The Pros And Cons Of Dreadlocks & Microlocs

Are you thinking of installing traditional or microlocs in your hair?

Let’s face it, there are many reasons people have dreadlocks. Some may want to increase their spiritual connection, the style, the natural process, minimize combing, etc.

No matter the cause, dreadlocks are an amazing journey to experience. Therefore, here are the pros and cons to both traditional and microlocs.

The Pros Of Dreadlocks

  1. With traditional locs, there are a variety of styles to choose from. You can go from small-medium-large to extra-large, and pretty much decide what size you want to go with based on the results that you want to see.
  2. There are different methods to start dreadlocks. These include the two-strand twist, crochet, locs extensions, comb coils, or braids. If you are looking for a quick result, then you can install loc extensions. However, if you want to experience the stages of dreadlocks, then you can start with a two-strand twist, etc.
  3. Traditional locs are not lifestyle dependant. You can go months without retwisting your hair and if you don’t want to — try free-form.
  4. Maintenance doesn’t take as long as mircolocs of Sisterlocks because we have fewer locs. With dreadlocks, you get to witness the transformation of your hair from two-strand twists to mature dreadlocks.

The Cons Of Dreadlocks

  1. Depending on the starter locs your hair can unravel quickly, especially with comb coils. This means you’ll need to retwist faster than expected. However, after your dreadlocks are matured, you don’t have to worry about this anymore.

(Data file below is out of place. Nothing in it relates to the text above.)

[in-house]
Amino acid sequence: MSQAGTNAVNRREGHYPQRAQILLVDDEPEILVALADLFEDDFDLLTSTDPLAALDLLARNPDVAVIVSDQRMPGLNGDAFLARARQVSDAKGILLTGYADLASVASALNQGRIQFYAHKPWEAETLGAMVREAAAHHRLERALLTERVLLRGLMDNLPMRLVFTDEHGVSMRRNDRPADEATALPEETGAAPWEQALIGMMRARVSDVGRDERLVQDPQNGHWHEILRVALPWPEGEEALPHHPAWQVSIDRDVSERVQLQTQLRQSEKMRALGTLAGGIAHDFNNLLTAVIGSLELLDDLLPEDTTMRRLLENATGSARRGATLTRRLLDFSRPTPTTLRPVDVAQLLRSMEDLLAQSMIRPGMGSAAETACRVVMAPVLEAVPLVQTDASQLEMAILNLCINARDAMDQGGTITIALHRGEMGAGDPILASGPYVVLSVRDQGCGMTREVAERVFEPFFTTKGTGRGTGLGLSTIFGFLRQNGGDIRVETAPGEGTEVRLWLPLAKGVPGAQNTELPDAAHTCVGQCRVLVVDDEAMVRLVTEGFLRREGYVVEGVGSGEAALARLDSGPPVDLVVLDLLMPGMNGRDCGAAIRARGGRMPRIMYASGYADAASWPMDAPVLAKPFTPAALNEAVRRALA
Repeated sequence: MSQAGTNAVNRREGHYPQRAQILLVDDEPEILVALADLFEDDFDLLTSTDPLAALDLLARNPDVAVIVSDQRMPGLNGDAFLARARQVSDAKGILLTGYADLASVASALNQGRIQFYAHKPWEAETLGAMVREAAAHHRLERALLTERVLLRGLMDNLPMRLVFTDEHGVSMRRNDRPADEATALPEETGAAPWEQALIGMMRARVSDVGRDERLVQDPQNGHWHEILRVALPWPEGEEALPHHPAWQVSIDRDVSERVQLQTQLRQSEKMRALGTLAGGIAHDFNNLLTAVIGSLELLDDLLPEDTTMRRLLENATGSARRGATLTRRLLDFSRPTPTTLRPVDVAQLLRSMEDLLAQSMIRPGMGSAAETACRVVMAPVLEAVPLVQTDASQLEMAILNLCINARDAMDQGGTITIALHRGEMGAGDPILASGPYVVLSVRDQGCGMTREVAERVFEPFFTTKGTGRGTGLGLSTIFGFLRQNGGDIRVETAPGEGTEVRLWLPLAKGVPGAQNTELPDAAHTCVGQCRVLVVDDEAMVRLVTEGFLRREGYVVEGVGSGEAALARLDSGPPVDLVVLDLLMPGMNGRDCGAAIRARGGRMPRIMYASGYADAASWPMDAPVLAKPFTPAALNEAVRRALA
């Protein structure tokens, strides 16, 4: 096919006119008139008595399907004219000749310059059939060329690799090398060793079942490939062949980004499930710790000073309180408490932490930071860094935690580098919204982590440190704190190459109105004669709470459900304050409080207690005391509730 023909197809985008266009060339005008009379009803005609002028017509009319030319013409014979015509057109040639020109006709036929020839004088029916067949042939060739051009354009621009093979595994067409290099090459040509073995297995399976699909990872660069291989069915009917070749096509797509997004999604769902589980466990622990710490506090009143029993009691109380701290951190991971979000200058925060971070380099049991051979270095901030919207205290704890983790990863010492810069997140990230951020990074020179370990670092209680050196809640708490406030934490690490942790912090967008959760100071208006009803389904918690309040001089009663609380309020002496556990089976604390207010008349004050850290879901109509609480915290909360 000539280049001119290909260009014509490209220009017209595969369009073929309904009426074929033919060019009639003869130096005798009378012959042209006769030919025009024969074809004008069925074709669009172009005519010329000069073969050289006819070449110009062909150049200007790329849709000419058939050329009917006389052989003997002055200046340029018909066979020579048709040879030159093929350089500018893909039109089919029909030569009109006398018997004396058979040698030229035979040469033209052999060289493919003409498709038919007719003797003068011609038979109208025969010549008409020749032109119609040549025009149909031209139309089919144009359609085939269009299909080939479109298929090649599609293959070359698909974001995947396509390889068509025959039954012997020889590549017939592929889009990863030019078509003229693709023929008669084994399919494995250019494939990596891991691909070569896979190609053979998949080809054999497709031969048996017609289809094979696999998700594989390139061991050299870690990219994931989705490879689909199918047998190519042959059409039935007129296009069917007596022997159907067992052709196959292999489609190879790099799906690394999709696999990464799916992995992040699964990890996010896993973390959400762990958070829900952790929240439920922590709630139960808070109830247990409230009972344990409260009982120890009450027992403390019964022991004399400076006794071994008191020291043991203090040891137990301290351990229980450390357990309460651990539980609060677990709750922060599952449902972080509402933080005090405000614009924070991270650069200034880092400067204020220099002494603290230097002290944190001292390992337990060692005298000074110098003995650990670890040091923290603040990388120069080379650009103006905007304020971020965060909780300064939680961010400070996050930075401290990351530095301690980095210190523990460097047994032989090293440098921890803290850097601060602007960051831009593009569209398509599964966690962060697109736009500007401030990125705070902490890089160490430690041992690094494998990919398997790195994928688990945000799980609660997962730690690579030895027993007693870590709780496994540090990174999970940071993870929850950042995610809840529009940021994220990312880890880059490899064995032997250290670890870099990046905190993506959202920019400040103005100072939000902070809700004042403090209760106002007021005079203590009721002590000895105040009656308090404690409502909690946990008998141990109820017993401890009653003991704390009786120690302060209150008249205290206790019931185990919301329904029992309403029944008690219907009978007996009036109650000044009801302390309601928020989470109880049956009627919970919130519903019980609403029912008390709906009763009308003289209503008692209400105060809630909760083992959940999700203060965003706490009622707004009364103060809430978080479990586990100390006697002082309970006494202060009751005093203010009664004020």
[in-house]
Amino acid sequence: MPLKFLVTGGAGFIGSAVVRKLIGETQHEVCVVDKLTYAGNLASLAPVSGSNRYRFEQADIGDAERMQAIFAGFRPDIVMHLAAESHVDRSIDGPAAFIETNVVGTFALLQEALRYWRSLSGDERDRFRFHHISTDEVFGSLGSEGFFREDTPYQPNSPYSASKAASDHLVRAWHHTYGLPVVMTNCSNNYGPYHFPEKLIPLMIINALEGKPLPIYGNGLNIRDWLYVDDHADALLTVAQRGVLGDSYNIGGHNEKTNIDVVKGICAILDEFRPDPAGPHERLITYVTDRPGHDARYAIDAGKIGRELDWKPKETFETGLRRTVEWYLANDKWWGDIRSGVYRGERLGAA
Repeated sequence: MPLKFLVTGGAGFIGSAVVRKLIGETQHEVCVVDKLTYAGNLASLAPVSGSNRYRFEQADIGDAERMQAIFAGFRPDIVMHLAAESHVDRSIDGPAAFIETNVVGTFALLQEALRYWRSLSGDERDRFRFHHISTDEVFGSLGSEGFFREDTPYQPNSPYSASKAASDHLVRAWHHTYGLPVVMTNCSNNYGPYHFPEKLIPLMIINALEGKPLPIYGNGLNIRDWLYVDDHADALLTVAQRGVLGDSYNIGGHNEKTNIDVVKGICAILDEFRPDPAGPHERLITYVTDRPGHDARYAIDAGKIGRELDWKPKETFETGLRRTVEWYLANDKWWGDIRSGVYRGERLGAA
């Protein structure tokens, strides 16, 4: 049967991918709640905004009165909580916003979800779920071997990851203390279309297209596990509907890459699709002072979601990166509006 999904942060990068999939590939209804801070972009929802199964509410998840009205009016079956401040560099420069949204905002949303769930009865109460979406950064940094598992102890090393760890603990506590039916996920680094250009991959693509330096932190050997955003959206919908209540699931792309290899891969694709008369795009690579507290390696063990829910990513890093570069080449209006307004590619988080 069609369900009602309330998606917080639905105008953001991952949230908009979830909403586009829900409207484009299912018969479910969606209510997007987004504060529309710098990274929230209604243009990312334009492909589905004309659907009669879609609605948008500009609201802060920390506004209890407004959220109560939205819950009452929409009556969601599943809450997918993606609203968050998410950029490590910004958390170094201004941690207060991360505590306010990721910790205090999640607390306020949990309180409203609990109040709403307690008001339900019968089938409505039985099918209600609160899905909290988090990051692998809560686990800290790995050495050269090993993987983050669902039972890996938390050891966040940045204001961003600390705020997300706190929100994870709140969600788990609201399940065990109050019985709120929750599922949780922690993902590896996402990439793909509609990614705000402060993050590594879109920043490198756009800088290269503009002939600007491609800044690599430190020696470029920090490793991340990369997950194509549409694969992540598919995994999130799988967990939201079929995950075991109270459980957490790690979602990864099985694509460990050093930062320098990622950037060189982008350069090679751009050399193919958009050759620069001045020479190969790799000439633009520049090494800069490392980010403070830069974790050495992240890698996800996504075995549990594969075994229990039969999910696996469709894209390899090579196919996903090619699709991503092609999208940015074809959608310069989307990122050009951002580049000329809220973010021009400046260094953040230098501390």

2.  Retwist may not last long- Most people with traditional locs know that if they get a retwist on Saturday by Wednesday, it is frizzy. Sometimes, people can’t tell if you recently retwisted your hair. For me, the maximum my retwist will last is two weeks and if I’m lucky mostly, it can last longer. But, a long time ago, I learn to accept the frizz and love my hair because when it matured this problem was reduced.
  3. Traditional locs are heavier than microlocs or Sisterlocks especially when your hair gets longer, making it harder to put your hair in a ponytail. This can be a con for many people who like the simple style of throwing their hair in a bun or ponytail.

The Pros Of Microlocs

  1. Some people enjoy the appearance of small locs in their hair, plus they are easier to twist within braided hairstyles.
  2. The weight of smaller locs when they get longer is lighter than the weight of larger locs. If you have a tender scalp, then this is a huge pro.
  3. Interlocking is very long-term and reduces the amount of maintenance needed.
  4. It is easy to DIY. This pro is for both dreadlocks and microlocs, but if you start with the two-strand or comb coil, they are two of the easiest to try at home and are both cost-effective as well as beginner-friendly.
  5. Microlocs add more volume to your hair compared to traditional locs.

The Cons Of Microlocs

  1. Interlocking is a very specialized skill because it’s not as simple as rolling your hair. You’ll need to figure out which rotation and stick with it. While I am a fan of the technique, it takes some time to get used to.
  2. With microlocs, there are far more locs than traditional dreads. This means a longer time to spend on maintenance. One of my friends has 300 mircolocs in her hair and she does the retwisting at home. So, she spends 14 hours interlocking her hair. Wow, that’s a lot of time! While you only have to do it every three months, it takes a long time to complete.
  3.  The two-strand pattern takes longer to fade and looks like dreadlocks compared to if you started with comb coils. However, with patience, your dreadlocks will have the traditional barrel appearance in no time.
  4. Microlocs can be expensive if you don’t install and maintain them yourself. Getting like 250-400 locs install in your hair is very time-consuming and takes hundreds of dollars in the salons.
  5. Microlocs can be fragile if installed too small.

There you have it a list of pros and cons for both microlocs and Sisterlocks.

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